Since most JCP real estate is pledged against loans from Goldman...
Does putting cash into real estate development enhance Goldman's position in a bankruptcy?
If so, how does Goldman benefit more than just leaving the cash in JCP?
Is it a matter of timing? Getting the cash into real estate while there is still cash to move?
Messner....the biggest questions from my perspective are: "Why?" and "What is to be gained by such a maneuver?" Obviously, JCP feels that they can squeeze money out of this asset...but developing it will take time...something JCP sorely lacks. Why not just sell the entire property with a lease back arrangement? It seems to me that JCP is diverting their attention to a business that is not their core area of expertise...real estate development. But, then again, what's one more dumb move?
Seems to me leasing property at $4.00 a square foot, while others are paying much, much more indicates that JCP ain't doing too badly for negotiating a non core area of expertise...
This wouldn't be the first time JCPenney has sold "Non-core" assets - - - and we can see how much good that half billion did - - - there'll be more info leaked out piece by piece over the next few days and knowing JCPenney the way they've been doing, they'll find a way to screw it up - - -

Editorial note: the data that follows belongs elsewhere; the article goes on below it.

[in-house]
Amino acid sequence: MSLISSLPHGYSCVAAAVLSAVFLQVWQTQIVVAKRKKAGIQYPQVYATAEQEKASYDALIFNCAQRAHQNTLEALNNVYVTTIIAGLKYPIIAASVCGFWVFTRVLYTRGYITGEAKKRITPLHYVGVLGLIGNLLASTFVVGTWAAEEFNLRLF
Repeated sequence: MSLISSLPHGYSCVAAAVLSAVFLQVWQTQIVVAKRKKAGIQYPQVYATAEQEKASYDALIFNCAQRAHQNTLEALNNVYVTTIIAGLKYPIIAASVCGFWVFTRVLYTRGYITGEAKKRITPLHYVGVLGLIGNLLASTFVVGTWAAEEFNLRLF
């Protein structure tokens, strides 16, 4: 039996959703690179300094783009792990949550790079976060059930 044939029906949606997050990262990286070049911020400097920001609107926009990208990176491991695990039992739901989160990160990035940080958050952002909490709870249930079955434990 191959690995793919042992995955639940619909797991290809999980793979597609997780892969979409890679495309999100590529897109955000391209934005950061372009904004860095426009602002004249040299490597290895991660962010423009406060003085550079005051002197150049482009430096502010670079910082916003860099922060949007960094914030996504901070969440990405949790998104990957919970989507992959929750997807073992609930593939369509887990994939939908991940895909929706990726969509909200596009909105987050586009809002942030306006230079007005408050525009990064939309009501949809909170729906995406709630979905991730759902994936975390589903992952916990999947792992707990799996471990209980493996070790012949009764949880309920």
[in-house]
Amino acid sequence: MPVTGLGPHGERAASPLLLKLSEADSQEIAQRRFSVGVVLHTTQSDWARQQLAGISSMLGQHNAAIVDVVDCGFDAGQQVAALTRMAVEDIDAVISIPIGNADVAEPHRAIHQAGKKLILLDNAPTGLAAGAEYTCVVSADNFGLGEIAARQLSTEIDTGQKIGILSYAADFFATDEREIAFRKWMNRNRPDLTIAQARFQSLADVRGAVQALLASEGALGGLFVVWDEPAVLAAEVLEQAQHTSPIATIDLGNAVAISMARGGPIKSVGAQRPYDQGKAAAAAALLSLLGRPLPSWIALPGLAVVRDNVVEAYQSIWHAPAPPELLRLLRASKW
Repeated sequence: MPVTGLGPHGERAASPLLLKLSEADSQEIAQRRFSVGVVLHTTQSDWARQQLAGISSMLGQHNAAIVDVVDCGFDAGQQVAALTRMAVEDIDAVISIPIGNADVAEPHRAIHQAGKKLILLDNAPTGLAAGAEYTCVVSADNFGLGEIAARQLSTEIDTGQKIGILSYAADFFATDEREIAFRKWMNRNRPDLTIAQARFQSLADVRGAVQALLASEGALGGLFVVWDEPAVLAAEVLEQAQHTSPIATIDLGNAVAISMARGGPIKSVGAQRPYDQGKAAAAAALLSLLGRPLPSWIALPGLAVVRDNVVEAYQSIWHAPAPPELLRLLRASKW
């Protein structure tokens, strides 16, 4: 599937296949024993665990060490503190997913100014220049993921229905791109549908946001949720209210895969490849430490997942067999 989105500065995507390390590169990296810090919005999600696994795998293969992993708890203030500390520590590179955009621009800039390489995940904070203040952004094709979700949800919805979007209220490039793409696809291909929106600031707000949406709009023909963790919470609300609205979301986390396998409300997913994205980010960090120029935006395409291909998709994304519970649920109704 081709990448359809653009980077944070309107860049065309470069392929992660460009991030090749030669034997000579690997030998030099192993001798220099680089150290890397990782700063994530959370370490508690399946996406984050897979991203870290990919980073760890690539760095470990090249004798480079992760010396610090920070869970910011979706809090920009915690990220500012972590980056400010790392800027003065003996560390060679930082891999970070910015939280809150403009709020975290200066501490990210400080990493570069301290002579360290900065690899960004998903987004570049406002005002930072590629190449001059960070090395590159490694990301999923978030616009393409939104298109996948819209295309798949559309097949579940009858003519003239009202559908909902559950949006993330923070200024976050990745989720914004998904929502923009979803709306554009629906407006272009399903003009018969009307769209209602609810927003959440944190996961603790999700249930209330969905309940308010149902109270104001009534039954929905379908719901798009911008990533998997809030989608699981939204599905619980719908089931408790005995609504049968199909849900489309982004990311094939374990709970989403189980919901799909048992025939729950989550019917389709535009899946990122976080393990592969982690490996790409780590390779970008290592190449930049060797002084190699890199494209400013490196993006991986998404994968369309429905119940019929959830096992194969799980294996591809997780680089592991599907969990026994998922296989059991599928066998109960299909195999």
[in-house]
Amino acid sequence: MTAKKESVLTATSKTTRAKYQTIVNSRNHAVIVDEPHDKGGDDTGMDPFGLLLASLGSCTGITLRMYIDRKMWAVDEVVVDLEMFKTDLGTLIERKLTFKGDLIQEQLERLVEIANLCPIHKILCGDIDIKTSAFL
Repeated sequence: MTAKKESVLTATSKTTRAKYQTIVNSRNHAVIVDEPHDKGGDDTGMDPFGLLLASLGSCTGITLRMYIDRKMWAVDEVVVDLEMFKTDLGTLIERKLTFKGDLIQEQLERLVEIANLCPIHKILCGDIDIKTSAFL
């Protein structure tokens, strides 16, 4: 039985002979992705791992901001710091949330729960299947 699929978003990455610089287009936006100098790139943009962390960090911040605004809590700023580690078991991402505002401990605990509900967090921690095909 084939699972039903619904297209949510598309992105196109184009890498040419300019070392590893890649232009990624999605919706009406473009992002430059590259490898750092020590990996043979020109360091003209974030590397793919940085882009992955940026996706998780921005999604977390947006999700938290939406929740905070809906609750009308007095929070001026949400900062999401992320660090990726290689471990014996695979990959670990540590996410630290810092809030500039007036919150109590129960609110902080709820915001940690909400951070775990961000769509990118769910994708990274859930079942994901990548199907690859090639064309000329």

If you don't have copies of all the debt agreements, you can't know what they say. It's quite possible that the home office real estate is not encumbered. Even encumbered real estate can be sold, the revenue used to pay retire the mortgage, and the property leased back for a net gain in liquidity.
you can't know what they say. It's quite possible that the home office real estate is not encumbered.
Do some DD - check your May 14, 2013 8-k - - - it lists the Home office and the distribution centers, owned by JCPenney Properties(that's different than the rest as they are owned by JCPenney Holding) as "Pledged" for the GS loan - - - - sometimes you're so childlike